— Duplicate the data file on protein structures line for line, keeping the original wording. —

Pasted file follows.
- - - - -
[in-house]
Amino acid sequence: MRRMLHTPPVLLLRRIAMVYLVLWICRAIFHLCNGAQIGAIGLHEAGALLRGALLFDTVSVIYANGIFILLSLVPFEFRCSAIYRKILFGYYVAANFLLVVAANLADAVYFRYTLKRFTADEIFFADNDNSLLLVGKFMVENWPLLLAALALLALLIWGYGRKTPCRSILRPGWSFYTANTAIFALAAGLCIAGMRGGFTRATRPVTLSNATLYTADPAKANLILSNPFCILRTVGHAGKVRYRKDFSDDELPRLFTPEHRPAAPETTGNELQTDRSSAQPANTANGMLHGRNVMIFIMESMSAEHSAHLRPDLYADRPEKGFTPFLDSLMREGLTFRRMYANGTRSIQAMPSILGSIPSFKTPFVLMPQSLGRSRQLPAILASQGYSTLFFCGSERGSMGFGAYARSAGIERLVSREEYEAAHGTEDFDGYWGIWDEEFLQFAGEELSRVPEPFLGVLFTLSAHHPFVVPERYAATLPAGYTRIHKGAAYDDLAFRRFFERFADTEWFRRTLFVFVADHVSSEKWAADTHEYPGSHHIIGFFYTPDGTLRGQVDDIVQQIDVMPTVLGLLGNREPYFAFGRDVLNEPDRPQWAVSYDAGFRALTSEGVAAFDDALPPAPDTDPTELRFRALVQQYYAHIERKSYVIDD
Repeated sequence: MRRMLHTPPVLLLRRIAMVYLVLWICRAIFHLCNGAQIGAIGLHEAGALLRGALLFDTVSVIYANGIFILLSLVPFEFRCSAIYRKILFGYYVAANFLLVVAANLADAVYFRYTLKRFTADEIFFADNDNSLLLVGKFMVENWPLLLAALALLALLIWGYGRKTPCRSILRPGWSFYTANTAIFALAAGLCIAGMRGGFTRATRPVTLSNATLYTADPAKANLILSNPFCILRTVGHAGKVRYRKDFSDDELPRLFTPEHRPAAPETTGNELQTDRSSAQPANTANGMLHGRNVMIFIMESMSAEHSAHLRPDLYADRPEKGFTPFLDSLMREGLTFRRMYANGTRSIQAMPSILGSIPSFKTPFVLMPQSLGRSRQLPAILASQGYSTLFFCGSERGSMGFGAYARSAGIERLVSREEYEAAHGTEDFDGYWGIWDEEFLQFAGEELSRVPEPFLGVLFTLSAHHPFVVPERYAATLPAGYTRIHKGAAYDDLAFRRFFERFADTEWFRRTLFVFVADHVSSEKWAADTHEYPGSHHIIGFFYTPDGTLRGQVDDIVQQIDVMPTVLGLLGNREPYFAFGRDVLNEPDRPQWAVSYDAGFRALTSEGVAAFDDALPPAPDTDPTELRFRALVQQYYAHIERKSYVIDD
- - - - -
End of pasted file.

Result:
[in-house]
Amino acid sequence: MRRMLHTPPVLLLRRIAMVYLVLWICRAIFHLCNGAQIGAIGLHEAGALLRGALLFDTVSVIYANGIFILLSLVPFEFRCSAIYRKILFGYYVAANFLLVVAANLADAVYFRYTLKRFTADEIFFADNDNSLLLVGKFMVENWPLLLAALALLALLIWGYGRKTPCRSILRPGWSFYTANTAIFALAAGLCIAGMRGGFTRATRPVTLSNATLYTADPAKANLILSNPFCILRTVGHAGKVRYRKDFSDDELPRLFTPEHRPAAPETTGNELQTDRSSAQPANTANGMLHGRNVMIFIMESMSAEHSAHLRPDLYADRPEKGFTPFLDSLMREGLTFRRMYANGTRSIQAMPSILGSIPSFKTPFVLMPQSLGRSRQLPAILASQGYSTLFFCGSERGSMGFGAYARSAGIERLVSREEYEAAHGTEDFDGYWGIWDEEFLQFAGEELSRVPEPFLGVLFTLSAHHPFVVPERYAATLPAGYTRIHKGAAYDDLAFRRFFERFADTEWFRRTLFVFVADHVSSEKWAADTHEYPGSHHIIGFFYTPDGTLRGQVDDIVQQIDVMPTVLGLLGNREPYFAFGRDVLNEPDRPQWAVSYDAGFRALTSEGVAAFDDALPPAPDTDPTELRFRALVQQYYAHIERKSYVIDD
Repeated sequence: MRRMLHTPPVLLLRRIAMVYLVLWICRAIFHLCNGAQIGAIGLHEAGALLRGALLFDTVSVIYANGIFILLSLVPFEFRCSAIYRKILFGYYVAANFLLVVAANLADAVYFRYTLKRFTADEIFFADNDNSLLLVGKFMVENWPLLLAALALLALLIWGYGRKTPCRSILRPGWSFYTANTAIFALAAGLCIAGMRGGFTRATRPVTLSNATLYTADPAKANLILSNPFCILRTVGHAGKVRYRKDFSDDELPRLFTPEHRPAAPETTGNELQTDRSSAQPANTANGMLHGRNVMIFIMESMSAEHSAHLRPDLYADRPEKGFTPFLDSLMREGLTFRRMYANGTRSIQAMPSILGSIPSFKTPFVLMPQSLGRSRQLPAILASQGYSTLFFCGSERGSMGFGAYARSAGIERLVSREEYEAAHGTEDFDGYWGIWDEEFLQFAGEELSRVPEPFLGVLFTLSAHHPFVVPERYAATLPAGYTRIHKGAAYDDLAFRRFFERFADTEWFRRTLFVFVADHVSSEKWAADTHEYPGSHHIIGFFYTPDGTLRGQVDDIVQQIDVMPTVLGLLGNREPYFAFGRDVLNEPDRPQWAVSYDAGFRALTSEGVAAFDDALPPAPDTDPTELRFRALVQQYYAHIERKSYVIDD